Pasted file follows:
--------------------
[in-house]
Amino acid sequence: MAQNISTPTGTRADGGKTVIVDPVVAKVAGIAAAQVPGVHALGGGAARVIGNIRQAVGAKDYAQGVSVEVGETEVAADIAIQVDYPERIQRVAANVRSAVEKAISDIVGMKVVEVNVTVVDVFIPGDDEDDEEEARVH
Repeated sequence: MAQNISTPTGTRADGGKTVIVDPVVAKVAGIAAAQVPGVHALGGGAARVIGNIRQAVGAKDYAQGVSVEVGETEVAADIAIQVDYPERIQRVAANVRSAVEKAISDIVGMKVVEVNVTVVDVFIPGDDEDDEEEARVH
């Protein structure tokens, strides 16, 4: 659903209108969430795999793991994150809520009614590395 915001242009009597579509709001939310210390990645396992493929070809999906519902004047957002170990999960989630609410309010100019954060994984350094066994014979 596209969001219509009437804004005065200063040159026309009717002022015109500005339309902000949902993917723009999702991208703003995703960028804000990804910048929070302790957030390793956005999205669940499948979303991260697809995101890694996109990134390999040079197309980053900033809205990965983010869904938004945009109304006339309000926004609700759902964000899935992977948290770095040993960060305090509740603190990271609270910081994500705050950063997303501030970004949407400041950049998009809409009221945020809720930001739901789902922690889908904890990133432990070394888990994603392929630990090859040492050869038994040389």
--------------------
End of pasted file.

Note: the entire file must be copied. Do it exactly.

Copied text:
[in-house]
Amino acid sequence: MAQNISTPTGTRADGGKTVIVDPVVAKVAGIAAAQVPGVHALGGGAARVIGNIRQAVGAKDYAQGVSVEVGETEVAADIAIQVDYPERIQRVAANVRSAVEKAISDIVGMKVVEVNVTVVDVFIPGDDEDDEEEARVH
Repeated sequence: MAQNISTPTGTRADGGKTVIVDPVVAKVAGIAAAQVPGVHALGGGAARVIGNIRQAVGAKDYAQGVSVEVGETEVAADIAIQVDYPERIQRVAANVRSAVEKAISDIVGMKVVEVNVTVVDVFIPGDDEDDEEEARVH
């Protein structure tokens, strides 16, 4: 659903209108969430795999793991994150809520009614590395 915001242009009597579509709001939310210390990645396992493929070809999906519902004047957002170990999960989630609410309010100019954060994984350094066994014979 596209969001219509009437804004005065200063040159026309009717002022015109500005339309902000949902993917723009999702991208703003995703960028804000990804910048929070302790957030390793956005999205669940499948979303991260697809995101890694996109990134390999040079197309980053900033809205990965983010869904938004945009109304006339309000926004609700759902964000899935992977948290770095040993960060305090509740603190990271609270910081994500705050950063997303501030970004949407400041950049998009809409009221945020809720930001739901789902922690889908904890990133432990070394888990994603392929630990090859040492050869038994040389």